Being responsible for your communication involves being conscious about what and why you are communicating, and how it is received. You want to speak your truth without harming others. 

Over There (with Them)

Often, people feel like they’ve expertly communicated their feelings, but more often they’ve just dumped their feelings onto another individual. What was the motivation behind their communication? Was it to help find a solution to a problem or to hurt someone in return for whatever slight they may have inflicted on them?

When you start to dig into these questions, you might notice a heart-felt confession or a time when you just needed to “get it off your chest.” You were just trying to make yourself feel better. It’s okay. It happens to all of us. We’re human. But If that’s you, stop it. Just because you can express your emotions does not mean you have to. Exercise some Self-Control. 

You are responsible for how your communication lands over there, with them. Be clear and be kind. 

Over Here (with You)

You are responsible for communicating your needs, wants and desires. It’s no one’s job to read your mind and figure that ish out. Be wary that your communication doesn’t turn into complaining. Complaints seep into our conversations like weeds. They don’t create, they diminish and should be spoken consciously, where it will make a difference. Always bring complaints to someone who can effect change. Otherwise, it’s just noise.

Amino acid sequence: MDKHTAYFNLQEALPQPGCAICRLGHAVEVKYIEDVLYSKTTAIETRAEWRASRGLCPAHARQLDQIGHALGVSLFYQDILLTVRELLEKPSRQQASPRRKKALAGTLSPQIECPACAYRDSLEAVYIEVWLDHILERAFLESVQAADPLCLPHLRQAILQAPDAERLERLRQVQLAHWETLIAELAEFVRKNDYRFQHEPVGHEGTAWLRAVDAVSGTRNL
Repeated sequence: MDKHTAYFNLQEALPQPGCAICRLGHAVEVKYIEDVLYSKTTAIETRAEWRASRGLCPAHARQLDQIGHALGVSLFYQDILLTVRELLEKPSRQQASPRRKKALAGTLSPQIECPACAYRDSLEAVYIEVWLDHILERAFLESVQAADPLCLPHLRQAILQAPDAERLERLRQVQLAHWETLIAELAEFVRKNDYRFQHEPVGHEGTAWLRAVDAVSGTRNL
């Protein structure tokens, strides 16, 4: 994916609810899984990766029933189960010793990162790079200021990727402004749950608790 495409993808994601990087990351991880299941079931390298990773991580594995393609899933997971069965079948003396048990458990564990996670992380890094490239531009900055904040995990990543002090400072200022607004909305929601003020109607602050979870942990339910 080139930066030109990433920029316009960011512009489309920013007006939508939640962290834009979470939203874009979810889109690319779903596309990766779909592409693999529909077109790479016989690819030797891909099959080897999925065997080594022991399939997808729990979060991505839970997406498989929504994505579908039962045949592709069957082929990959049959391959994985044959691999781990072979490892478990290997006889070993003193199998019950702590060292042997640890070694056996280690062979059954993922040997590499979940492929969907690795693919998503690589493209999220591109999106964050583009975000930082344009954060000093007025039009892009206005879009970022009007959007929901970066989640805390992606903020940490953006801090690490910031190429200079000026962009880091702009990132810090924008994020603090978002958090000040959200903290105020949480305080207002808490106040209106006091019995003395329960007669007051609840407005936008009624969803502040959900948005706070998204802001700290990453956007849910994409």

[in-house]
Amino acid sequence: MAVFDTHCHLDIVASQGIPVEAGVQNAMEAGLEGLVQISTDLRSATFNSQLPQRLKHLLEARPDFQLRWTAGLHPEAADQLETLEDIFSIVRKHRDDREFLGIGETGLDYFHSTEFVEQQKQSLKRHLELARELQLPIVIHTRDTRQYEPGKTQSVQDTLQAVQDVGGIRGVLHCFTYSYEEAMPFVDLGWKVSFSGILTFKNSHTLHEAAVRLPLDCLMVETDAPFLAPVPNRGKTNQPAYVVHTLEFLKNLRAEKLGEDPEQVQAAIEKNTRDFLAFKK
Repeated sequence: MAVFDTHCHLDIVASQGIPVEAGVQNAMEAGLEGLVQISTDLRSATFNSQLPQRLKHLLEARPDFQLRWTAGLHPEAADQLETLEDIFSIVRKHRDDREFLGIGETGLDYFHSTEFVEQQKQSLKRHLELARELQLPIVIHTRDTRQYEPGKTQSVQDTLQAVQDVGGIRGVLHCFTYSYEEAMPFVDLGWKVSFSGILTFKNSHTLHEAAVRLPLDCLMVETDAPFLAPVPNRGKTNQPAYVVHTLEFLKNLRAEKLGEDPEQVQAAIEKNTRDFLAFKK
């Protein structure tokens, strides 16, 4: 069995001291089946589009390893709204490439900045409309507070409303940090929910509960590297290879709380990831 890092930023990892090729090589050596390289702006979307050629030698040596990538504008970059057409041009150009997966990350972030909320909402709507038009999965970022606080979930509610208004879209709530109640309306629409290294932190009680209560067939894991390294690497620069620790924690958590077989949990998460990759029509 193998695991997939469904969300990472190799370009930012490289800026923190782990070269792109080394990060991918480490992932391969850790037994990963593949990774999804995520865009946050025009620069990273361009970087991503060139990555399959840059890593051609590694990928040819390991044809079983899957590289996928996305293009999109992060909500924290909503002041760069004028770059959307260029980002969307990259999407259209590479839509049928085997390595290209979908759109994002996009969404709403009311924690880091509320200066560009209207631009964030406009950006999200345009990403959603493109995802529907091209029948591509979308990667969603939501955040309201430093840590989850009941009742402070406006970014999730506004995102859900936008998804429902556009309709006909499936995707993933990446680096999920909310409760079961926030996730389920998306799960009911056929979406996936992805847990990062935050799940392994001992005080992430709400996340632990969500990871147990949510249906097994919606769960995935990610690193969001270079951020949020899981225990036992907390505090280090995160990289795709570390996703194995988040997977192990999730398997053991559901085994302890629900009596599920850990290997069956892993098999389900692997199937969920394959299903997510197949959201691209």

You are responsible for what you say, not for anyone’s feelings about what you say. To help you walk this line, try taking on the Buddhist principle of ahimsa, or doing no harm, or the Toltec wisdom of being impeccable with your word.

Ahimsa is defines as “respect for all living things and avoidance of violence toward others”. Translating this to the realm of communication, why are you saying what you are saying? Will your words cause hurt or damage once they’re spoken? 

The first of Don Miguel’s Four Agreements is ”Be Impeccable with your word: speak with integrity. Say only what you mean. Avoid using the word to speak against yourself or to gossip about others. Use the power of your word in the direction of truth and love.” This agreement is loaded with goodies and is way easier said than done.

Especially hard for me, was that penultimate sentence, advising me not to speak ill of myself or to speak about anyone else at all, good or bad. Gossip is defined as casual conversation about other people. It doesn’t matter what you say, even if you think you’re sharing good news, it’s not your news to share. It’s gossip.

It was, and still is, hard not to speak ill of myself either. That includes all those little self-deprecating prologues that we say to diminish our own listening. “I’m just a girl, so…” “It’s just my opinion…” “I’m sorry…” 

Lastly, the last sentence in Don Miguel’s agreement leads back to the concept of Ahimsa. So if we are not causing damage or gossiping, good or bad, what are we creating with our words? Is it worthy?